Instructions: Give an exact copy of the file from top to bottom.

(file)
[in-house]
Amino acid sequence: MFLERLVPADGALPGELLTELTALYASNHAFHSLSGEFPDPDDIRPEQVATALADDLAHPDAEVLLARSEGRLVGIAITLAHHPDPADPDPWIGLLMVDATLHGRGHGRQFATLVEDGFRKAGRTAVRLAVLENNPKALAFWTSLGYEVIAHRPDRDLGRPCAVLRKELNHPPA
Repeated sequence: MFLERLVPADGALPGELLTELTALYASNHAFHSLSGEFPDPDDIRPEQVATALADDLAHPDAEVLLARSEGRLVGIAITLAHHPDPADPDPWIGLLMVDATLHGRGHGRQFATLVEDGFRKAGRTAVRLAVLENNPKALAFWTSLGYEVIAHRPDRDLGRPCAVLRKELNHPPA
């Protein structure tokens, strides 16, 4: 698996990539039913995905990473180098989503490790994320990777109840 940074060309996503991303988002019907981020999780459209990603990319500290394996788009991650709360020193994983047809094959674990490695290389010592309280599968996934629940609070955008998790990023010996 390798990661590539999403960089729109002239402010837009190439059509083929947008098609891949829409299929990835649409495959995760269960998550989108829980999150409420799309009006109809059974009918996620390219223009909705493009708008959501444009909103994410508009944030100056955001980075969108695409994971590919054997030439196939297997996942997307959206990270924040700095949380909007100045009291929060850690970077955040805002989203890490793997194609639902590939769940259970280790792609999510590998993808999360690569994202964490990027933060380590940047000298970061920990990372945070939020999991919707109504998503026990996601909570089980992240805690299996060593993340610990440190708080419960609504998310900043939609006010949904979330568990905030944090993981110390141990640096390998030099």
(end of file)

[in-house]
Amino acid sequence: MFLERLVPADGALPGELLTELTALYASNHAFHSLSGEFPDPDDIRPEQVATALADDLAHPDAEVLLARSEGRLVGIAITLAHHPDPADPDPWIGLLMVDATLHGRGHGRQFATLVEDGFRKAGRTAVRLAVLENNPKALAFWTSLGYEVIAHRPDRDLGRPCAVLRKELNHPPA
Repeated sequence: MFLERLVPADGALPGELLTELTALYASNHAFHSLSGEFPDPDDIRPEQVATALADDLAHPDAEVLLARSEGRLVGIAITLAHHPDPADPDPWIGLLMVDATLHGRGHGRQFATLVEDGFRKAGRTAVRLAVLENNPKALAFWTSLGYEVIAHRPDRDLGRPCAVLRKELNHPPA
């Protein structure tokens, strides 16, 4: 698996990539039913995905990473180098989503490790994320990777109840 940074060309996503991303988002019907981020999780459209990603990319500290394996788009991650709360020193994983047809094959674990490695290389010592309280599968996934629940609070955008998790990023010996 390798990661590539999403960089729109002239402010837009190439059509083929947008098609891949829409299929990835649409495959995760269960998550989108829980999150409420799309009006109809059974009918996620390219223009909705493009708008959501444009909103994410508009944030100056955001980075969108695409994971590919054997030439196939297997996942997307959206990270924040700095949380909007100045009291929060850690970077955040805002989203890490793997194609639902590939769940259970280790792609999510590998993808999360690569994202964490990027933060380590940047000298970061920990990372945070939020999991919707109504998503026990996601909570089980992240805690299996060593993340610990440190708080419960609504998310900043939609006010949904979330568990905030944090993981110390141990640096390998030099």